Rosetta’s Comet Is Too Hot For Complete Ice Surface, Spacecraft En Route Reveals

by Elizabeth Howell on August 1, 2014

Graphic of the instrument on the Rosetta spacecraft that measured the comet's temperature in mid-July 2014. Credit: European Space Agency

Graphic of the instrument on the Rosetta spacecraft that measured the comet’s temperature in mid-July 2014. Credit: European Space Agency

Anyone eager for a comet countdown? It’s just a few days now until the Rosetta spacecraft arrives near Comet 67P/Churyumov–Gerasimenko on August 6, and with each passing day more detail becomes visible.

The “rubber duckie”-shaped comet has an average surface temperature of –70 degrees Celsius (-94 degrees Fahrenheit), which is far warmer than scientists expect. At 20 to 30 degrees Celsius (68 to 86 degrees Fahrenheit) warmer than predicted, the scientists say that the comet is too hot to be covered in ice. It must instead of a dark crust.

“This result is very interesting, since it gives us the first clues on the composition and physical properties of the comet’s surface,” stated Fabrizio Capaccioni, principal investigator of the visible, infrared and thermal imaging spectrometer (VIRTIS) that took the measurements.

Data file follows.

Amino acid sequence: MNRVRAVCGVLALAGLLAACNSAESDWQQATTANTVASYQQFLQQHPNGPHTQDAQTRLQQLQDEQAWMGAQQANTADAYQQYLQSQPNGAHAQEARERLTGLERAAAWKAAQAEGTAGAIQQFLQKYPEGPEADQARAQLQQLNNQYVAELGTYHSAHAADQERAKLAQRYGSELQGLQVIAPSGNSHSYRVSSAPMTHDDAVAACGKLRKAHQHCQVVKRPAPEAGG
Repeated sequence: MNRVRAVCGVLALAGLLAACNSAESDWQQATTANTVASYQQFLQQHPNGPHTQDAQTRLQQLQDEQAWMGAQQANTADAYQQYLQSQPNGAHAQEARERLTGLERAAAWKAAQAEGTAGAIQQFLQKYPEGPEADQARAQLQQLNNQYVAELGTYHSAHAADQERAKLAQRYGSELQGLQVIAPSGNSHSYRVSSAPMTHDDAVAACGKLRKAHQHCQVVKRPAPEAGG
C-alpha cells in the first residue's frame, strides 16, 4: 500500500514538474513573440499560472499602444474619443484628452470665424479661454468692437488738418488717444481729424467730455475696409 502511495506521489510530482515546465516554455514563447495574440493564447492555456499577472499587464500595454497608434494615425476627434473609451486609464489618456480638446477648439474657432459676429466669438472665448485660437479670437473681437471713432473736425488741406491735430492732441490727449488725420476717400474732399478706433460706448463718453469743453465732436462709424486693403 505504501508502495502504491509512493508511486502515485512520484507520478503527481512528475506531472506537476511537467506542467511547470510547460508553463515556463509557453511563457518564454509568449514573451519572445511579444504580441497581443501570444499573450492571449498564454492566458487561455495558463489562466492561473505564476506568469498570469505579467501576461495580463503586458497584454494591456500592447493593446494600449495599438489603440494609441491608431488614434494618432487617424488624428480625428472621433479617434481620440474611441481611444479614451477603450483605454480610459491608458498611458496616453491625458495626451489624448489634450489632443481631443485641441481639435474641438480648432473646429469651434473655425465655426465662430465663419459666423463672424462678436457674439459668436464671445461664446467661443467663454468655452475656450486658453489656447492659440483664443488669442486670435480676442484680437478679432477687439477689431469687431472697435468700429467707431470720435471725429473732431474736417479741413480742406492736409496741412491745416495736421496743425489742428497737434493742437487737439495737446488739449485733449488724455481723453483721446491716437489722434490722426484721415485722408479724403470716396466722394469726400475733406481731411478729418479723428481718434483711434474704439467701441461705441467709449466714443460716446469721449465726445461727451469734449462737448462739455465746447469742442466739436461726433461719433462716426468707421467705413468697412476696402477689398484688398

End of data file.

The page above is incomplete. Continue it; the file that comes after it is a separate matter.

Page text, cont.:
Capaccioni, who is from Italy’s INAF-IAPS, led a team that took measurements of the comet between July 13 and July 21. What they found was also consistent with the findings from other close-up views of comets, such as 1P/Halley. Observations from afar already revealed that Rosetta had low reflectivity, so this is consistent with those far-off looks.

“This doesn’t exclude the presence of patches of relatively clean ice, however, and very soon, VIRTIS will be able to start generating maps showing the temperature of individual features,” stated Capaccioni.

Source: European Space Agency


Elizabeth Howell is the senior writer at Universe Today. She also works for, Space Exploration Network, the NASA Lunar Science Institute, NASA Astrobiology Magazine and LiveScience, among others. Career highlights include watching three shuttle launches, and going on a two-week simulated Mars expedition in rural Utah. You can follow her on Twitter @howellspace or contact her at her website.

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